Can the siphon mechanism work in vacuums?

There seems to have been experiments where exotic liquids (low vapor pressure) were used in siphons mounted in vacuum chambers. The idea is that the falling section of the liquid literally pulls the rest of the fluid channel using its weight via intermolecular forces--equivalent to the fluid having a tensile strength.

Whereas when we observe normal siphons we are quick to attribute the continuous flow to air pressure which pushses up the rising section.

  • $\begingroup$ Interesting question. I imagine something other than tensile strength has something to do with how water channels can be higher than 10m in the xylems of trees without cavitating (vaporizing). $\endgroup$ – Matthew R Oct 23 '13 at 15:30

There is a video on YouTube of such an experiment. The corresponding paper is as follows:

Can a Siphon Work In Vacuo? Adrian L. Boatwright, Simon Puttick and Peter Licence. J. Chem. Educ., 2011, 88 (11), pp 1547–1550. DOI: 10.1021/ed2001818

After watching the video (but not reading the paper), my first thought was that the liquid in question has unusually strong intermolecular forces. If it didn't then it wouldn't be able to remain a liquid in such a strong vacuum. This must mean that this liquid can be held under a much higher degree of tension than something like water.

This means that this experiment can't rule out the possibility that air pressure is important for the operation of a siphon when water is used. And in fact, the air pressure does play an important role in a normal water-based siphon: it prevents the water from immediately boiling away. At zero pressure water turns into a gas and has no tensile strength at all, so we can say that the surrounding air pressure is necessary to hold up the water inside a normal everyday siphon.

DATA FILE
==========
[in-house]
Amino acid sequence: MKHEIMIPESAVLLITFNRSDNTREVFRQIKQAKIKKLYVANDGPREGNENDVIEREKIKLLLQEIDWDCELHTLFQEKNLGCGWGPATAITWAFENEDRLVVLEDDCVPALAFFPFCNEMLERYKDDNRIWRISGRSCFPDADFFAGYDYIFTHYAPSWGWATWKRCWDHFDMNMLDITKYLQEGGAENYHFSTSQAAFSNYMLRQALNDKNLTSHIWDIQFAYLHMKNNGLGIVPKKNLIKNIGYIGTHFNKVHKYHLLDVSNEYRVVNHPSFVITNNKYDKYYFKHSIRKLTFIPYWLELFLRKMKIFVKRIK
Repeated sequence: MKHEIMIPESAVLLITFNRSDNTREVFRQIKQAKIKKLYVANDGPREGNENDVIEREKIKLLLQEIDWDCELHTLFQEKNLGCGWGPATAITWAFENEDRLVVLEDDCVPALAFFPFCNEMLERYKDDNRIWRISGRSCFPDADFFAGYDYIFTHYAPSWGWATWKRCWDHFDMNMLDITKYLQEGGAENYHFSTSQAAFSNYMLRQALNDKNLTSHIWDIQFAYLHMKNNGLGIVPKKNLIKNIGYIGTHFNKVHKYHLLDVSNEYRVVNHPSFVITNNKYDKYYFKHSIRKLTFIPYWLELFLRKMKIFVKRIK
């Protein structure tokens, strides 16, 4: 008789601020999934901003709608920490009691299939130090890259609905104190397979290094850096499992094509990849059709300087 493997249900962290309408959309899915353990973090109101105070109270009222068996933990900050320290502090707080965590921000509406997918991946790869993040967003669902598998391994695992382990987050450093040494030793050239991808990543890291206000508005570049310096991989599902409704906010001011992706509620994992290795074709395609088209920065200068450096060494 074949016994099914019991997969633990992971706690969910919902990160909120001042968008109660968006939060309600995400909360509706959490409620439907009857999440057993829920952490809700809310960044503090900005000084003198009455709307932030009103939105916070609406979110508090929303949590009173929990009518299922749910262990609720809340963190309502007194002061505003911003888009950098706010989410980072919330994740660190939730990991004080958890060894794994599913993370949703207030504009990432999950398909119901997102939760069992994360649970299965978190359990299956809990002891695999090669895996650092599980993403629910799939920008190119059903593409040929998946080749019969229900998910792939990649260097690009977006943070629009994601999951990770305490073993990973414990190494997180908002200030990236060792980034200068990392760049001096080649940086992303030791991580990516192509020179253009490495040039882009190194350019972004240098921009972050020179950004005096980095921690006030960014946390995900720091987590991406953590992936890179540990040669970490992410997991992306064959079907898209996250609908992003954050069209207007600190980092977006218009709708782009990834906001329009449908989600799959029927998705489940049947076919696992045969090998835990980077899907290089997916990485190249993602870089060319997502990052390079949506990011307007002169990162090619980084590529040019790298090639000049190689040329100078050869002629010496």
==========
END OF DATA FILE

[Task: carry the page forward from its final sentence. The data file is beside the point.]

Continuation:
Yes, they can. But for a short time only, if the forces applied are stronger than gravitational force. The cohesive forces of liquids are quite impressive, but following a slight "cut" from the side or inside the column, it will disrupt. Of course You have to free the liquid of dissolved gasses first, and the tube must not have sharp edges or "dents". In vacuum practice You have siphons within mercury or oil diffusen pumps for example. Any U-Tube manometer is such a siphon. Georg


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